Category Archives: consumption

Global capitalism flattens differences in tastes and cultures

Everyone everywhere, writes Dalrymple,

consumes the same branded products.

He cites the phænomenon of large numbers of shoppers from China arriving in Britain

and being taken straight after their long journey in buses from the airport to a so-called village which consists of outlets of brands of clothes and accessories that they could have bought at home, though presumably at greater expense.

Consumption in the modern world

becomes the meaning of life, a meaning that can only be sustained if what is consumed constantly changes.

The questions some doctors wouldn’t dream of asking

Screen Shot 2016-05-01 at 18.15.41In John Buchan’s Sick Heart River (1941), Dalrymple explains, Sir Edward Leithen has been given a year to live by the Harley Street specialist Acton Croke.

A gas attack in the First World War has awakened tuberculosis as a delayed effect, and it is galloping through his lungs.

Although occurring only a handful of years before the discovery of streptomycin,

Sir Edward’s tuberculosis is a death sentence.

Screen Shot 2016-05-01 at 18.21.02Presumably, writes Dalrymple, Sir Edward’s tuberculosis is of the open variety, yet the appropriately named Croke

never mentions the danger of spreading it to others or shows any interest in that possibility. Was it that, in those days, certain people were so socially prominent that doctors dared not suggest to them so vulgar a matter as contagiousness?

Something similar is related in Reginald Pound’s 1967 survey Harley Street, though in this case the specialist takes a more robust approach than the general practitioner:

Screen Shot 2016-05-01 at 18.13.53

 

Screen Shot 2016-05-01 at 18.26.04Screen Shot 2016-05-01 at 18.25.03Screen Shot 2016-05-05 at 08.46.57

94 Harley Street

94 Harley Street, where Sir James Purves-Stewart practised. Here a church dignitary consulted the neurologist about syphilis-related symptoms of paralysis affecting his palate. (94 Harley Street was once the home of Meredith Townsend, successively editor of the Friend of India, the Calcutta Times and the Spectator, and author notably of the 1901 work Asia and Europe.)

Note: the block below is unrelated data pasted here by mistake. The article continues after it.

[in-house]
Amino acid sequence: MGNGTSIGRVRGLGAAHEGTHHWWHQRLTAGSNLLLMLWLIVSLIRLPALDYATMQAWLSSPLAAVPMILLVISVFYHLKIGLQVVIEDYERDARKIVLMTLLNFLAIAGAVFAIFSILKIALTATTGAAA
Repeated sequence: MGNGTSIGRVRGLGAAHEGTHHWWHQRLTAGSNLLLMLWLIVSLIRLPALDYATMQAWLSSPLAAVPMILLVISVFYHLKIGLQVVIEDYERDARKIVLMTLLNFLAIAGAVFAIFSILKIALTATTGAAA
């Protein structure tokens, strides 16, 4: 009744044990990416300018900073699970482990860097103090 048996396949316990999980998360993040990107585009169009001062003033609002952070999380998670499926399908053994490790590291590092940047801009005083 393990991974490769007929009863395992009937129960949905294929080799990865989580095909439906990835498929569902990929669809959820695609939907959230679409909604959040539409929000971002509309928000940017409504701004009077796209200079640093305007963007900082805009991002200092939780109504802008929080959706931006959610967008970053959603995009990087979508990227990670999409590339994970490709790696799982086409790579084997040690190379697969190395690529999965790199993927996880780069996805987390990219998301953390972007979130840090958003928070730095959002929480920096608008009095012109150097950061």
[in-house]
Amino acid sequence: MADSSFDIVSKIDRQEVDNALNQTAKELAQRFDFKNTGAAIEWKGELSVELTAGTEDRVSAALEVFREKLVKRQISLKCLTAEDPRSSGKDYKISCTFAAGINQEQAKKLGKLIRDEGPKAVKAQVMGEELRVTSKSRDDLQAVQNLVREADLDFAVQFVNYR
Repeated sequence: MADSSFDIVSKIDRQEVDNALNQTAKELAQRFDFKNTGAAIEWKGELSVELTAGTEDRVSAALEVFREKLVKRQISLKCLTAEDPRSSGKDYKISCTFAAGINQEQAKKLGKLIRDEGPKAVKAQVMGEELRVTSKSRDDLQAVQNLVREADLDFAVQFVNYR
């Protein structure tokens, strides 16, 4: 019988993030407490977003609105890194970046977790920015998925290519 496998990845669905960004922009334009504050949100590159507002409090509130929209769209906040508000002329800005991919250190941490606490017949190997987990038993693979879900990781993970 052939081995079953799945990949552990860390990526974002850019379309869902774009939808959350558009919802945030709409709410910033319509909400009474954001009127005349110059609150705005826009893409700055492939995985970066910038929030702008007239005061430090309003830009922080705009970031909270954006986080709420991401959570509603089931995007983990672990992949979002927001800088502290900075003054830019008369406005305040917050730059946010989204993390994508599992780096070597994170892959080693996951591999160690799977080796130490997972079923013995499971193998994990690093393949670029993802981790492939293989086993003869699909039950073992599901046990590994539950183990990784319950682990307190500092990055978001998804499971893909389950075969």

Dalrymple’s twin laws of political economy

Screen Shot 2015-05-19 at 08.54.52The existential problem of indebtedness

To restate the Dalrympian laws of public and private finance, they are:

Memories are short and lessons are never learned.

and

Sufficient unto the day is the credit thereof.

Screen Shot 2015-05-19 at 08.23.03Dalrymple writes that

a profound change in culture and character has taken place in my lifetime. People not very much older than myself prided themselves that, poor as they were, at least they were not in debt; not to be indebted was for them a matter of pride and self-respect. What they could not buy outright, they were content to do without. Whether or not this was a good thing for the economy as a whole I cannot say; but I think it was good for the character. It encouraged self-control and also a probity that is now uncommon.

Governments

Screen Shot 2015-05-19 at 09.15.54are under political pressure to indebt themselves

while ordinary people

are under some other type of pressure or compulsion that is internal to them and resistible but not resisted. They judge themselves and others by their modes and quantities of consumption, which give meaning to life in the absence of any other meaning. Spending, whether or not they can afford it, is affirmation that their life has a purpose.

Indebtedness

is an existential problem. Spendthrifts hope, if they give any thought to the matter at all, that the economics will take care of themselves. Sufficient unto the day is the credit thereof. At least until the next credit crunch.

 

 

Is the crisis faced by the Greeks their own fault?

Feeble-minded: Martin Wolf Wolf: feeble-minded

NO, says Martin Wolf. Stupid lenders lose money

This greatly overvalued (and very conceited) journalist writes about high finance. He can be read in the Financial Times, the Irish Times and other prints. He argues:

Nobody was forced to lend to Greece. Initially, private lenders were happy to lend to the Greek government on much the same terms as to the German government. Yet the nature of Greek politics, tellingly described in The 13th Labour of Hercules: Inside the Greek Crisis by Yannis Palaiologos, was no secret. Then, in 2010, it became clear the money would not be repaid. Rather than agree to the write-off that was needed, governments (and the International Monetary Fund) decided to bail out the private creditors by refinancing Greece. Thus began the game of ‘extend and pretend’. Stupid lenders lose money. That has always been the case. It is still the case today.

Dalrymple: incisive and gutsy Dalrymple: incisive

YES, says Theodore Dalrymple. Stupid borrowers lose assets

This greatly undervalued (and very self-effacing) essayist writes about the human condition. He can be read in City Journal, the Salisbury Review and other prints. He argues:

The lenders were foolish, or worse than foolish, relying as they did on Greece’s fraudulent membership of the common currency to forestall any possibility of default. But the Greeks, or rather the Greek government, can hardly be absolved of all blame for the situation. The latter borrowed huge sums of money to fund current consumption, having previously falsified its public accounts in order to meet the criteria to join the common currency. If nobody had to lend to Greece, Greece did not have to borrow, at least not like it did and for the purposes that it did. And if it is true that stupid lenders lose money, stupid borrowers lose their assets. If this is a tale of stupidity, it is of stupidity – or dishonesty – all round.